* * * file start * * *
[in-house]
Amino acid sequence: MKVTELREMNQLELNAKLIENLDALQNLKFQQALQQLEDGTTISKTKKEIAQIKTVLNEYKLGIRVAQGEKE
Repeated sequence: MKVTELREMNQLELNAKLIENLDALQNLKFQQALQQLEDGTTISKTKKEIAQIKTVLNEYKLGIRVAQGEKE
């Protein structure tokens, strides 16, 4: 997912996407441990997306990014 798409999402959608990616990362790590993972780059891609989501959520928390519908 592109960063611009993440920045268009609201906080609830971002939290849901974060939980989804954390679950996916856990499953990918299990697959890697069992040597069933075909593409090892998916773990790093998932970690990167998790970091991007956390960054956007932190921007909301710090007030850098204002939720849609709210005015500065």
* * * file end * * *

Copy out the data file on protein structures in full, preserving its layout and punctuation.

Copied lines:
[in-house]
Amino acid sequence: MKVTELREMNQLELNAKLIENLDALQNLKFQQALQQLEDGTTISKTKKEIAQIKTVLNEYKLGIRVAQGEKE
Repeated sequence: MKVTELREMNQLELNAKLIENLDALQNLKFQQALQQLEDGTTISKTKKEIAQIKTVLNEYKLGIRVAQGEKE
């Protein structure tokens, strides 16, 4: 997912996407441990997306990014 798409999402959608990616990362790590993972780059891609989501959520928390519908 592109960063611009993440920045268009609201906080609830971002939290849901974060939980989804954390679950996916856990499953990918299990697959890697069992040597069933075909593409090892998916773990790093998932970690990167998790970091991007956390960054956007932190921007909301710090007030850098204002939720849609709210005015500065």